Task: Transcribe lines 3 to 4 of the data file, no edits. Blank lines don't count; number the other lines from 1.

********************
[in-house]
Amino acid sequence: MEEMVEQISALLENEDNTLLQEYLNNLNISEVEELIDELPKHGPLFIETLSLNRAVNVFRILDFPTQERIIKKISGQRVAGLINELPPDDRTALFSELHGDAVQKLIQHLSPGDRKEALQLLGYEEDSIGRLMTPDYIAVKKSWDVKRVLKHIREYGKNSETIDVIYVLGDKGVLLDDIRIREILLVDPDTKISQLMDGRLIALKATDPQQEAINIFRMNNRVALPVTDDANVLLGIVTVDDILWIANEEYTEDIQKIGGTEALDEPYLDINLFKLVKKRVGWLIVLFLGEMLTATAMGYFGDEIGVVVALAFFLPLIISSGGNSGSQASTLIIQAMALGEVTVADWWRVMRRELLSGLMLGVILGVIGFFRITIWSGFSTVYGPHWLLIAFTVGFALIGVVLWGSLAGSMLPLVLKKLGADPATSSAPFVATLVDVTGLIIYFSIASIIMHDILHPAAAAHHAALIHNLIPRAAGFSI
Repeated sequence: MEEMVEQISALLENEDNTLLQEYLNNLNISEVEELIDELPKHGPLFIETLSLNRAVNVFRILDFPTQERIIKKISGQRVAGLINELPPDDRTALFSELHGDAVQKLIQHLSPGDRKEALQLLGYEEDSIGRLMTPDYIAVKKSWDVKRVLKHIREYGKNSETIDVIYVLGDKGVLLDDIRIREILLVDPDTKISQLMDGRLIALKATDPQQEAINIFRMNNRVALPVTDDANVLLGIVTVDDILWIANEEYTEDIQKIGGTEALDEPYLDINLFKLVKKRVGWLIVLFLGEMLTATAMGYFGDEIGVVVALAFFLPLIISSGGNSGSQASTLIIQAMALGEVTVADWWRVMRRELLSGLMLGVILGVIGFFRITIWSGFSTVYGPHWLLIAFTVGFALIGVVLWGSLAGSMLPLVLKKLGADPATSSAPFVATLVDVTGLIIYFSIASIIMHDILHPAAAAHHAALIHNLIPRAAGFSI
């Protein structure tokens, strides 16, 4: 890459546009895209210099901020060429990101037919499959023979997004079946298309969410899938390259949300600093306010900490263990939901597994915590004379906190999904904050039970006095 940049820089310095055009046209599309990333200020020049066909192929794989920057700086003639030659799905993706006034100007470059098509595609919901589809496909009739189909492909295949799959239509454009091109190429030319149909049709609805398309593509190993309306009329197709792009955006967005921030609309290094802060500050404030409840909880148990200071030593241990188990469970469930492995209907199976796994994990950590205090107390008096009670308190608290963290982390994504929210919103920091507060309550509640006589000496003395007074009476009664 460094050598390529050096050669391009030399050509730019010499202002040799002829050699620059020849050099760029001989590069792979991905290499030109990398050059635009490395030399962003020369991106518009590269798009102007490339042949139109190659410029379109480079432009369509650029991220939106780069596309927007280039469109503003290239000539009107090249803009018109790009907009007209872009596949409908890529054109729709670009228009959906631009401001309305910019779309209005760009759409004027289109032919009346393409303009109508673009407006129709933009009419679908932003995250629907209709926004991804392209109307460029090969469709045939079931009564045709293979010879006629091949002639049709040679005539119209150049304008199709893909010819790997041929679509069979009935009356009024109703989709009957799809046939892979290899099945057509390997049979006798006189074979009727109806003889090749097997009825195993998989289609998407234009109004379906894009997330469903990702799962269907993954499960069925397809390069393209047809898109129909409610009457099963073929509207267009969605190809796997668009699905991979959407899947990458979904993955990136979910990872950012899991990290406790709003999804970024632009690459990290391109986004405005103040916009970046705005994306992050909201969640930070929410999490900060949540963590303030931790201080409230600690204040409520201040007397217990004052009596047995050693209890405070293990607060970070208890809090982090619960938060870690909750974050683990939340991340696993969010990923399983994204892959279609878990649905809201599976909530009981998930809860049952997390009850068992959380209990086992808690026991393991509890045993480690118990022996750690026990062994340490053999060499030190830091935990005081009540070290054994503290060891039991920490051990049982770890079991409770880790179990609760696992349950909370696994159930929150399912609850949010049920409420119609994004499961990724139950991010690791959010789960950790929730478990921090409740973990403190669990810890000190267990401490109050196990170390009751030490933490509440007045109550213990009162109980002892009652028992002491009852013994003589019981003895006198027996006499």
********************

Repeated sequence: MEEMVEQISALLENEDNTLLQEYLNNLNISEVEELIDELPKHGPLFIETLSLNRAVNVFRILDFPTQERIIKKISGQRVAGLINELPPDDRTALFSELHGDAVQKLIQHLSPGDRKEALQLLGYEEDSIGRLMTPDYIAVKKSWDVKRVLKHIREYGKNSETIDVIYVLGDKGVLLDDIRIREILLVDPDTKISQLMDGRLIALKATDPQQEAINIFRMNNRVALPVTDDANVLLGIVTVDDILWIANEEYTEDIQKIGGTEALDEPYLDINLFKLVKKRVGWLIVLFLGEMLTATAMGYFGDEIGVVVALAFFLPLIISSGGNSGSQASTLIIQAMALGEVTVADWWRVMRRELLSGLMLGVILGVIGFFRITIWSGFSTVYGPHWLLIAFTVGFALIGVVLWGSLAGSMLPLVLKKLGADPATSSAPFVATLVDVTGLIIYFSIASIIMHDILHPAAAAHHAALIHNLIPRAAGFSI
């Protein structure tokens, strides 16, 4: 890459546009895209210099901020060429990101037919499959023979997004079946298309969410899938390259949300600093306010900490263990939901597994915590004379906190999904904050039970006095 940049820089310095055009046209599309990333200020020049066909192929794989920057700086003639030659799905993706006034100007470059098509595609919901589809496909009739189909492909295949799959239509454009091109190429030319149909049709609805398309593509190993309306009329197709792009955006967005921030609309290094802060500050404030409840909880148990200071030593241990188990469970469930492995209907199976796994994990950590205090107390008096009670308190608290963290982390994504929210919103920091507060309550509640006589000496003395007074009476009664 460094050598390529050096050669391009030399050509730019010499202002040799002829050699620059020849050099760029001989590069792979991905290499030109990398050059635009490395030399962003020369991106518009590269798009102007490339042949139109190659410029379109480079432009369509650029991220939106780069596309927007280039469109503003290239000539009107090249803009018109790009907009007209872009596949409908890529054109729709670009228009959906631009401001309305910019779309209005760009759409004027289109032919009346393409303009109508673009407006129709933009009419679908932003995250629907209709926004991804392209109307460029090969469709045939079931009564045709293979010879006629091949002639049709040679005539119209150049304008199709893909010819790997041929679509069979009935009356009024109703989709009957799809046939892979290899099945057509390997049979006798006189074979009727109806003889090749097997009825195993998989289609998407234009109004379906894009997330469903990702799962269907993954499960069925397809390069393209047809898109129909409610009457099963073929509207267009969605190809796997668009699905991979959407899947990458979904993955990136979910990872950012899991990290406790709003999804970024632009690459990290391109986004405005103040916009970046705005994306992050909201969640930070929410999490900060949540963590303030931790201080409230600690204040409520201040007397217990004052009596047995050693209890405070293990607060970070208890809090982090619960938060870690909750974050683990939340991340696993969010990923399983994204892959279609878990649905809201599976909530009981998930809860049952997390009850068992959380209990086992808690026991393991509890045993480690118990022996750690026990062994340490053999060499030190830091935990005081009540070290054994503290060891039991920490051990049982770890079991409770880790179990609760696992349950909370696994159930929150399912609850949010049920409420119609994004499961990724139950991010690791959010789960950790929730478990921090409740973990403190669990810890000190267990401490109050196990170390009751030490933490509440007045109550213990009162109980002892009652028992002491009852013994003589019981003895006198027996006499």